It doesn’t have to be anything fancy or expensive, we have a cheap digital scale similar to this one and its lasted us for a few years now.
And course you don’t have to weigh everything forever, over time you’ll learn the art of eyeballing your food and become pretty accurate with it but if you’re a newbie to training and dieting, weighing out all of your food will help get you ahead of the game.
Thanks to the internet, keeping track of what you’re eating has been made even easier through the use of helpful websites and apps. MyFitnessPal is a great free app available on both iPhone and Android. It allows you to customize how many meals you are eating and gives you a breakdown of how many grams of protein, carbs, and fat are in each meal. At the end of the day a pie chart will be given to you allowing you to visualize the percentage of each macro and how balanced your meals were.
Cron-o-meter is another great one that gives a good breakdown of your micronutrient intake.
How much protein do I need a day?
This might come as a shock to some of you but you actually DON’T need as much protein as we’ve been told by the fitness magazines since 1975. Yeah you heard us. It’s not that protein isn’t important for muscle growth and definition, it’s just that the amounts recommended are a bit overkill.
The amount of protein truly needed according to scientific evidence greatly varies between the individual! This study shows that for the average inactive person, a mere .36 grams/pound of bodyweight is the bare minimum needed to maintain muscle strength and mass. But we’re not average people now are we?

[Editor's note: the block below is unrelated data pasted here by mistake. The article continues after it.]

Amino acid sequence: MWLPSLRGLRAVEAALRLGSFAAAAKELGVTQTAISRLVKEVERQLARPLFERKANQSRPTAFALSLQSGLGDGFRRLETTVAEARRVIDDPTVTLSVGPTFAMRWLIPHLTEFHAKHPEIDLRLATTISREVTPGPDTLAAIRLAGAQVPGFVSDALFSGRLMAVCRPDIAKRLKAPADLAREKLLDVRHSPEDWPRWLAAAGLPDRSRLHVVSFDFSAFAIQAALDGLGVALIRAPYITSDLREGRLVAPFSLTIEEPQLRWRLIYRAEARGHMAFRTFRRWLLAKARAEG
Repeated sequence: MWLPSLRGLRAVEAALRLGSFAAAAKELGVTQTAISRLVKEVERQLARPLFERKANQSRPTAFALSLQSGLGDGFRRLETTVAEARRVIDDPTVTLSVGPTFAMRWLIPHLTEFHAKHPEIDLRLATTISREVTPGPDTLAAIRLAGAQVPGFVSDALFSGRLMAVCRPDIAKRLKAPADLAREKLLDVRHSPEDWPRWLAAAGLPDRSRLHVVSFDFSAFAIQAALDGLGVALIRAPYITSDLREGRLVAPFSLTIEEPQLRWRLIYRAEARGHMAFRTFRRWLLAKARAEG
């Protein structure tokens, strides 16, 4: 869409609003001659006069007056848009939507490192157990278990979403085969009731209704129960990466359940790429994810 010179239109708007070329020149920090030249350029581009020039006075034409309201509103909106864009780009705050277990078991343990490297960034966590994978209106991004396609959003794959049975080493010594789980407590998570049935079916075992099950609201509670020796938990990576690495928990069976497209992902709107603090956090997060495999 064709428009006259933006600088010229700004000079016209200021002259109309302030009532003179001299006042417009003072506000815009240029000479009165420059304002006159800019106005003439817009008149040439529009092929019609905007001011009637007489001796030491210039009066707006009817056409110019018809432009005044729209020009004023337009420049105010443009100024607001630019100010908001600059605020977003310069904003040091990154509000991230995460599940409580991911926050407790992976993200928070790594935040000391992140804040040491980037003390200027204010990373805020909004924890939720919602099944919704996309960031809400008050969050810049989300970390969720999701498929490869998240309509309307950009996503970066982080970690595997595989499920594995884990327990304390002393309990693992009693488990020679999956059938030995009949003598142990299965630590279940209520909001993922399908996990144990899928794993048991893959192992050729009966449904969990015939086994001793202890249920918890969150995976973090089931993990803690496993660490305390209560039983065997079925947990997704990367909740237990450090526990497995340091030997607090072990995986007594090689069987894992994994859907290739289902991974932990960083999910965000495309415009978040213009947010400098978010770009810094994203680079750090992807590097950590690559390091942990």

We’re warriors. If you’re an avid follower of Sweet Machine Fitness, chances are you’re killing it in the gym 3-6 days a week, putting forth max effort and striving for your personal best! For athletes, gym goers, and even those who work hard manual labor alike, that small amount of protein will have burnout and overtraining knocking at you door.
So how much per day for the physically active?
Studies have shown that we need anywhere from .75g/pound to .82g/pound at most, which still a far cry less than the 1-1.5g/pound that we’ve been told we need to take in by the fitness industry for years (source). This leaves plenty of room in our diets for carbohydrates and fat, both equally important for your health and physique goals.
So for a lean and mean 180 pound bodybuilder, 135-148 grams of protein a day is sufficient. Any more than that shouldn’t hurt, but is definitely isn’t a necessity.
What about carbs and fat?
Now that we know our minimum and maximum daily protein requirements, lets talk a little bit about carbs and fat!
Carbs and fat are both important to not only a healthy physique but also maintaining proper hormone functioning. So as stated earlier in this article, unless directed by a doctor for a specific health issue, we’d recommend against going too low or omitting either one of these macronutrients.
As for the amounts to consume, calories in vs calories out is what’s most important for body composition. So as long as protein requirements are being met, the amounts of carbs and fat being taken in per day doesn’t matter AS MUCH and can fluctuate depending on what you’re craving and how you’re feeling! How’s that for the ultimate flexibility with your diet??
Some do well with higher carbs and moderate-low fat especially on intense training days, while others do well on higher fats and moderate carbs. It’s up to you to experiment and see what makes YOU feel your best.
How often can I cheat on my diet?